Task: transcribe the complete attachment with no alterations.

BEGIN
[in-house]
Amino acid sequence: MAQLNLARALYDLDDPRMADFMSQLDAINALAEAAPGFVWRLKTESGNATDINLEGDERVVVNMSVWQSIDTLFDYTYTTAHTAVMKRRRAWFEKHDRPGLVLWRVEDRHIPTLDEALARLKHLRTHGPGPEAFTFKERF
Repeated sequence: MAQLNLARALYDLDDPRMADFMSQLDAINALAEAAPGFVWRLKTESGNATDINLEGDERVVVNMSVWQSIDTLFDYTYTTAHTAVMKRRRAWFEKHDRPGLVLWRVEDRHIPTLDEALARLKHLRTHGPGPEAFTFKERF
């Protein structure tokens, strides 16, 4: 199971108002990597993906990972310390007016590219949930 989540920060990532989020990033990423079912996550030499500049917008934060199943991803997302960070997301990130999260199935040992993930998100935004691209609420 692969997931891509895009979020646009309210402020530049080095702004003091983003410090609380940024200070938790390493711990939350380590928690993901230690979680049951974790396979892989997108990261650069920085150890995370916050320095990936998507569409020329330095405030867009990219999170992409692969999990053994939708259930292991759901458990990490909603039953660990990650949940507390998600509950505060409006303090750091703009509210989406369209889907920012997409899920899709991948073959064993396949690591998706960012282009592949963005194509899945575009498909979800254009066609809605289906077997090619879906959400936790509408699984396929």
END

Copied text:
[in-house]
Amino acid sequence: MAQLNLARALYDLDDPRMADFMSQLDAINALAEAAPGFVWRLKTESGNATDINLEGDERVVVNMSVWQSIDTLFDYTYTTAHTAVMKRRRAWFEKHDRPGLVLWRVEDRHIPTLDEALARLKHLRTHGPGPEAFTFKERF
Repeated sequence: MAQLNLARALYDLDDPRMADFMSQLDAINALAEAAPGFVWRLKTESGNATDINLEGDERVVVNMSVWQSIDTLFDYTYTTAHTAVMKRRRAWFEKHDRPGLVLWRVEDRHIPTLDEALARLKHLRTHGPGPEAFTFKERF
């Protein structure tokens, strides 16, 4: 199971108002990597993906990972310390007016590219949930 989540920060990532989020990033990423079912996550030499500049917008934060199943991803997302960070997301990130999260199935040992993930998100935004691209609420 692969997931891509895009979020646009309210402020530049080095702004003091983003410090609380940024200070938790390493711990939350380590928690993901230690979680049951974790396979892989997108990261650069920085150890995370916050320095990936998507569409020329330095405030867009990219999170992409692969999990053994939708259930292991759901458990990490909603039953660990990650949940507390998600509950505060409006303090750091703009509210989406369209889907920012997409899920899709991948073959064993396949690591998706960012282009592949963005194509899945575009498909979800254009066609809605289906077997090619879906959400936790509408699984396929």